The Week 13 October 2023
This week was Labour Party Conference, and Starmer and his Shadow Cabinet will have left Liverpool feeling it was a job well done. The main speeches were well crafted and delivered, the fringe packed, and delegates upbeat. But, as our Director of Policy, Simon Kaye, asked last week of Conservative Party Conference, what did we actually learn about Labour's policy platform?
An end to Westminster power hoarding?
It was telling that one of the few themes trailed ahead of Starmer's speech pitching for power was focused on how he would let that power go. A Labour government, we were told, would devolve money and control to towns and cities, expand the combined authority model, and empower communities.
Which sounded promising (if largely consistent with the Government's current approach), but, and this applies to a lot of what he heard in Liverpool, Starmer's speech lacked any specifics on how a Labour government would achieve this, saying only: “And if we want to challenge the hoarding of potential in our economy then we must win the war against the hoarders in Westminster. Give power back and put communities in control.”
The Shadow levelling up secretary's speech was similarly big on vision, lacking on detail: “Building a strong community doesn’t mean making everywhere look the same. It means real choices put in people’s hands. Giving powers to our elected local leaders — the people who know their communities best. New devolved powers on skills, employment support, transport, and of course, new housing.”
Don't worry, we have some ideas on how to ensure Whitehall lets go, and will be sharing them very soon!
Fiscal prudence and curbing Whitehall's consultancy spend
Rachel Reeves' speech was, as expected, strong on fiscal prudence (“a Labour government will not waiver from iron-clad fiscal rules…”; “Responsibility must always come first…”).
A Labour government will legislate for a 'Charter for Budget Responsibility', guaranteeing that “significant and permanent tax and spending changes” will be subject to OBR analysis. Excluding the Truss blip, that's pretty much what the OBR was set up for, and we haven't had a definition of “significant”, but as a signal of Labour spending constraint you can see the Shadow Chancellor's rationale.
We also heard they will fast track planning applications for critical infrastructure, set up a National Wealth Fund to leverage private investment, review what went wrong with HS2, and “examine, line by line, every ongoing major capital project”. Those last two are important — it is shocking how bad Whitehall is at managing and delivering major projects (just 26 of 232 projects are rated green in the Government's Major Projects Portfolio) and vital that an incoming government gets a grip.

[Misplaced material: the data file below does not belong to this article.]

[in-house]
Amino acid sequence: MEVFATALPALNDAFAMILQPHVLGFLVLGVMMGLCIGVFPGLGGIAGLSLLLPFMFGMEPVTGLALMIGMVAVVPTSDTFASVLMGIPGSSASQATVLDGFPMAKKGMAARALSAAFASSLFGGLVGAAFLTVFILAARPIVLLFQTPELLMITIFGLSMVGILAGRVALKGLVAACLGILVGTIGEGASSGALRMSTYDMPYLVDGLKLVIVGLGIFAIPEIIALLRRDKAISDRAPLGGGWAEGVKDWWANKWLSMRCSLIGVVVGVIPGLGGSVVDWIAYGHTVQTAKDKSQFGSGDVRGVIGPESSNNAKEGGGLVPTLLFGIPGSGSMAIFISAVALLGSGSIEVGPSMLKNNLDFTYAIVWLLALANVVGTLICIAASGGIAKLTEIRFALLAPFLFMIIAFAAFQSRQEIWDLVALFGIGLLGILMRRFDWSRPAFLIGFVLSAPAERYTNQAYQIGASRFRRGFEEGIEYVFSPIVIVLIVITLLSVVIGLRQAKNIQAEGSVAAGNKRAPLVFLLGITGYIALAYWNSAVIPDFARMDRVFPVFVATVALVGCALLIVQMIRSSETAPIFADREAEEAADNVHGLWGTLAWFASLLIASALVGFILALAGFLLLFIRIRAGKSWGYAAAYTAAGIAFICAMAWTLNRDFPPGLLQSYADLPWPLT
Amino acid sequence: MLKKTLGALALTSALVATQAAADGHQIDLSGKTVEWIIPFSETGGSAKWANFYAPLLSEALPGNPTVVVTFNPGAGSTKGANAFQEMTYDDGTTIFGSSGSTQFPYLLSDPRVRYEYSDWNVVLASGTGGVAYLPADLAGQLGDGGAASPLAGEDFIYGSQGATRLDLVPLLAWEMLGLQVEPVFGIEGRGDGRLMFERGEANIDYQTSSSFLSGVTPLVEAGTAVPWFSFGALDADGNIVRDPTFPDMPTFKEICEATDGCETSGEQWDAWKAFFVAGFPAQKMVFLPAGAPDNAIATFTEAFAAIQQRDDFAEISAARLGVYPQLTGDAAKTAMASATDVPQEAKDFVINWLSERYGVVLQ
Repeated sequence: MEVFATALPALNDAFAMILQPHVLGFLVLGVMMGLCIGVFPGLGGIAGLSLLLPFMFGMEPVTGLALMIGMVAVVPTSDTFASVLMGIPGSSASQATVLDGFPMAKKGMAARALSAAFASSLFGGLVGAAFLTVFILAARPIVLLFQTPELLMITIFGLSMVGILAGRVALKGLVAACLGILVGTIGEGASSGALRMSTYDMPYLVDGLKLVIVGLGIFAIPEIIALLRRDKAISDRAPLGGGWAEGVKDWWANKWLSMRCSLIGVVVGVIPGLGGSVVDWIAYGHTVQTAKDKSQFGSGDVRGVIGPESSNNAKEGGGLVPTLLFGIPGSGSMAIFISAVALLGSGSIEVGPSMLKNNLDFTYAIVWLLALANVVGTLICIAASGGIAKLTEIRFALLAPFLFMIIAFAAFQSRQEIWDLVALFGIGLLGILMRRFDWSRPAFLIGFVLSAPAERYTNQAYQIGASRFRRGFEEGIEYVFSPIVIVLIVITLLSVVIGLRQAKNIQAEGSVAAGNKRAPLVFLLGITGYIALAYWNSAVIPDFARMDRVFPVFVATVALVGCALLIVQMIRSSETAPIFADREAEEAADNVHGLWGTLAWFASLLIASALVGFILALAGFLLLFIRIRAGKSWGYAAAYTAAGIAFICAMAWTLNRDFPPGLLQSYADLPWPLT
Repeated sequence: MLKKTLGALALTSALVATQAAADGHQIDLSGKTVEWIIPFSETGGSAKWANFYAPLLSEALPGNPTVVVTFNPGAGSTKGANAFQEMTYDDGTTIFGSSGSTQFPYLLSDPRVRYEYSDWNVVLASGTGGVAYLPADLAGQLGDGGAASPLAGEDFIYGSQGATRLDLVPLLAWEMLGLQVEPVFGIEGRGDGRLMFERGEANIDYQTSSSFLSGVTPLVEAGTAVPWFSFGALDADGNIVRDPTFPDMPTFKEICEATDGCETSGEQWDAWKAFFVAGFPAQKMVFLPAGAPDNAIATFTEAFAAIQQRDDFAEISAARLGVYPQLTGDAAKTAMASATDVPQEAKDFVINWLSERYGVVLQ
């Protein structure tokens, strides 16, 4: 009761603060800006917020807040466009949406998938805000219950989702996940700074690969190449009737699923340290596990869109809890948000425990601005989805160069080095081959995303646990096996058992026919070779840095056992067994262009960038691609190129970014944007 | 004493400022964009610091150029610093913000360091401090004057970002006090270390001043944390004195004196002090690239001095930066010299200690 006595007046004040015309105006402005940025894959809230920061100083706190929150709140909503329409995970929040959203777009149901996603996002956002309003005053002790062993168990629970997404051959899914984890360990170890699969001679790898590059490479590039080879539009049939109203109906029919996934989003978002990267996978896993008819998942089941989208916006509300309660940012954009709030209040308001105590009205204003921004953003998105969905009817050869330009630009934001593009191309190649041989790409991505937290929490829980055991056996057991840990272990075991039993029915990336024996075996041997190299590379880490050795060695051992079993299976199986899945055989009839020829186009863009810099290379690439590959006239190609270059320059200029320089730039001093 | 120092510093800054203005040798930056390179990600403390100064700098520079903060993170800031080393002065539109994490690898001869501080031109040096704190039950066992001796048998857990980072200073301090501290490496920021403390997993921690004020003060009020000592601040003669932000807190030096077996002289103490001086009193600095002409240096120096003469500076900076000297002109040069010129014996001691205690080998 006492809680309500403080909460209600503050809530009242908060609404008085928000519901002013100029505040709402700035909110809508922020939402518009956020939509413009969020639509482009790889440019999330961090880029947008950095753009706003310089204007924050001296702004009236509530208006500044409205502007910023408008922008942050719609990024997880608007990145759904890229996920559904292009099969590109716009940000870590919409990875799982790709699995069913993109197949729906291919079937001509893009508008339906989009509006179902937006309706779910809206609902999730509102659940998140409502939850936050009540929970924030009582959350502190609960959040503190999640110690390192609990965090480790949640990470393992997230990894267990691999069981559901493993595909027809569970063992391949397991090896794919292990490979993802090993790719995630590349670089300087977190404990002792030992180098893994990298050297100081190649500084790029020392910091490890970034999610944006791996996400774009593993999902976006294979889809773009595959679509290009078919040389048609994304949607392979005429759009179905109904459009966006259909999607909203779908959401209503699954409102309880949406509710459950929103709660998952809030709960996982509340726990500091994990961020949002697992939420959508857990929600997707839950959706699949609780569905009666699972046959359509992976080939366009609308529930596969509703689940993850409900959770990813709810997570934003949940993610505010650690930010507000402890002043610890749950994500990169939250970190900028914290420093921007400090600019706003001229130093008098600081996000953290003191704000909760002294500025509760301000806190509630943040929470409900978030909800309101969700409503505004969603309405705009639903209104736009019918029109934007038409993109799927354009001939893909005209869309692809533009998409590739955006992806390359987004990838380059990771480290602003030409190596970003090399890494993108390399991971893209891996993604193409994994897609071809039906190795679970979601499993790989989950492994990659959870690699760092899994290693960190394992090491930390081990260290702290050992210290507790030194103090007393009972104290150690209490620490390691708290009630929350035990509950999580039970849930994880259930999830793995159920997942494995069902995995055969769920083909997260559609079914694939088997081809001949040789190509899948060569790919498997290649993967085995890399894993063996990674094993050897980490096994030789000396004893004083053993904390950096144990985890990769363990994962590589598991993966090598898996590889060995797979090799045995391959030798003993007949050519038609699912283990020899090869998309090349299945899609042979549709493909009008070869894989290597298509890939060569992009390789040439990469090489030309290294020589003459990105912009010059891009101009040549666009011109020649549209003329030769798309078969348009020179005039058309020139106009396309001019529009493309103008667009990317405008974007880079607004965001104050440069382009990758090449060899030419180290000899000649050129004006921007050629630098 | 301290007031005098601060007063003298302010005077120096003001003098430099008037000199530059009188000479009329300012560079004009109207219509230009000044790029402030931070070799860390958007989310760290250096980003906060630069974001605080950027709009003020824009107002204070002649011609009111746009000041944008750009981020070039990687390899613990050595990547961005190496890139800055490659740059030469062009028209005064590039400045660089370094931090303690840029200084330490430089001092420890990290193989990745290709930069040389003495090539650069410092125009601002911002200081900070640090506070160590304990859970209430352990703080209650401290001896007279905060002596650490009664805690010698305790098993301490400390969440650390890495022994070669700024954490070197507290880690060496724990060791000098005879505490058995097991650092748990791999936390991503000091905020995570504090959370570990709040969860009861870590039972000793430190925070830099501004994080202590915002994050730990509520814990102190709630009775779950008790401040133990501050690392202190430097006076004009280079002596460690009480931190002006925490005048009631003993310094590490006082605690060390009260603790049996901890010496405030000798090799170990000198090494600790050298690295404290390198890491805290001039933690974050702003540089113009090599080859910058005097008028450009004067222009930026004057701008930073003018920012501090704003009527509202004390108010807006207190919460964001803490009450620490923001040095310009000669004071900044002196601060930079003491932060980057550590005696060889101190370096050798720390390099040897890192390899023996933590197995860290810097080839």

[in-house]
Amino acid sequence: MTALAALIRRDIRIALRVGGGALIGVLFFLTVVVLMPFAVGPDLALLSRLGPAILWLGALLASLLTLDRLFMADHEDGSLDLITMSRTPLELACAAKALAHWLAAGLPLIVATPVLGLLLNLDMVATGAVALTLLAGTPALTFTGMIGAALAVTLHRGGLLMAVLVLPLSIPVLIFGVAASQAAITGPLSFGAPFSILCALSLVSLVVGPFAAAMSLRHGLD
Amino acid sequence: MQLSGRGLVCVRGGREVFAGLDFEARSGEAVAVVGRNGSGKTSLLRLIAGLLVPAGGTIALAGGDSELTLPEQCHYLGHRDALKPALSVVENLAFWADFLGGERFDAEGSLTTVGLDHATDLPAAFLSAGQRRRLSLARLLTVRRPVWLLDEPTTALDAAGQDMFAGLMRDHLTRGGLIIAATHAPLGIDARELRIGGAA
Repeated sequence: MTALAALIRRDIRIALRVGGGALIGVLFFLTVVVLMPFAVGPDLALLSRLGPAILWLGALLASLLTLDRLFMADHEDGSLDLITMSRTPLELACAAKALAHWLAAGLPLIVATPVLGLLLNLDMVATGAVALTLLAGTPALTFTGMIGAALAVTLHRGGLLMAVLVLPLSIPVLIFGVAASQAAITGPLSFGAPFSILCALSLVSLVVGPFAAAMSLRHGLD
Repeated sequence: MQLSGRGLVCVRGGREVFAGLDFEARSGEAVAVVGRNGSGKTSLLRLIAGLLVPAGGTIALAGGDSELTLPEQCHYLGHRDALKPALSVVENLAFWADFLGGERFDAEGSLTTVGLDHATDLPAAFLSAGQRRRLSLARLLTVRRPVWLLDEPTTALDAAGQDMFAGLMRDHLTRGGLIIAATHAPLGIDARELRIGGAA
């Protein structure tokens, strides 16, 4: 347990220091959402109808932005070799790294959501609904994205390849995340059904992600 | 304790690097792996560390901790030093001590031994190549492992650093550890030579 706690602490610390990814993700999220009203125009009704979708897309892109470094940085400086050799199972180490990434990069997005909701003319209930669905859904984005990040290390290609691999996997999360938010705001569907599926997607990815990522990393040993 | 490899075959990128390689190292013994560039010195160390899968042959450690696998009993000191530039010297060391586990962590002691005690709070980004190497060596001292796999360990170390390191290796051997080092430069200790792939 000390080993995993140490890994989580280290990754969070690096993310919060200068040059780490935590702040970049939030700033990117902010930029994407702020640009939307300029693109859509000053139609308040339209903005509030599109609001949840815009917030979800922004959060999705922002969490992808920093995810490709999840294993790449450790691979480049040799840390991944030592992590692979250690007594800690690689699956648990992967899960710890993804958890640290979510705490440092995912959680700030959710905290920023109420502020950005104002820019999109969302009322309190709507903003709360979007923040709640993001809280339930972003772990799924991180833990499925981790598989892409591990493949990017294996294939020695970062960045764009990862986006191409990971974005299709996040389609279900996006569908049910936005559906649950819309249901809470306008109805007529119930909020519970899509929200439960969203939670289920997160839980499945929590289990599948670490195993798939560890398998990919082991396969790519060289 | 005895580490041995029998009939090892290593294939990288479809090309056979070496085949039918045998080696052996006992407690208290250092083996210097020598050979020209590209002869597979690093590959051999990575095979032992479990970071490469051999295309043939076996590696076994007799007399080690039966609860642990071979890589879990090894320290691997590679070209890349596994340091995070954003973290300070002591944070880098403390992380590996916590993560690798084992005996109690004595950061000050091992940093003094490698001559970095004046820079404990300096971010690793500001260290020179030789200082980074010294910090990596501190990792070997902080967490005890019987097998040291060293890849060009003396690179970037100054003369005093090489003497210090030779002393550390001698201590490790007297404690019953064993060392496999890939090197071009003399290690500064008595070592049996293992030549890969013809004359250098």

Also on the subject of Whitehall capability, Reeves promised to half the spend on government consultancy over the course of the Parliament. Acknowledging that consultants can play “an important role”, she said, “If a government department wants to bring in consultants, they must demonstrate the value for money case. And if they cannot, then that request will be denied”.
This is an area of spend that previous governments have also pledged to curb (Maude, 2011; Agnew, 2021), and failed. Labour will have to decide whether it is willing to address the capability and capacity shortcomings that have often driven the need for external support — if not, given the complex challenges facing the public sector, the Shadow Chancellor is unlikely to meet her target.
Reforming the NHS?
The Shadow Secretary of State for Health and Social Care was characteristically robust in his calls for reforming the NHS — at a Reform event at conference he joked that his comms team were extremely enthusiastic about him sitting in front of a banner saying 'Reform'! He told our standing-room-only audience:
“Reform in the National Health Service is absolutely essential if we’re going to have an NHS there for us when we need it for the next 75 years. That is built around an approach to health and social care that is about shifting from an excessive focus on acute hospitals into primary care, community services and social care. Really providing support to people where they are, getting there faster, being there for them at home.”
Amen. Yet the big announcement was an extra £1.5 billion to help clear the elective backlog (today it is reported that NHS England has asked for a further £1 billion from HMT to plug the financial hole caused by the doctors' strikes and continue to work on the still growing backlog). More money into the acutes will make shifting the focus to the community harder.
Labour also pledged an extra £170 million “fit for the future fund” to replace old CT and MRI scanners. A good thing, but, again, it needs to be part of a package driving the reforms that Streeting has so well articulated — and on this we're still awaiting the detail.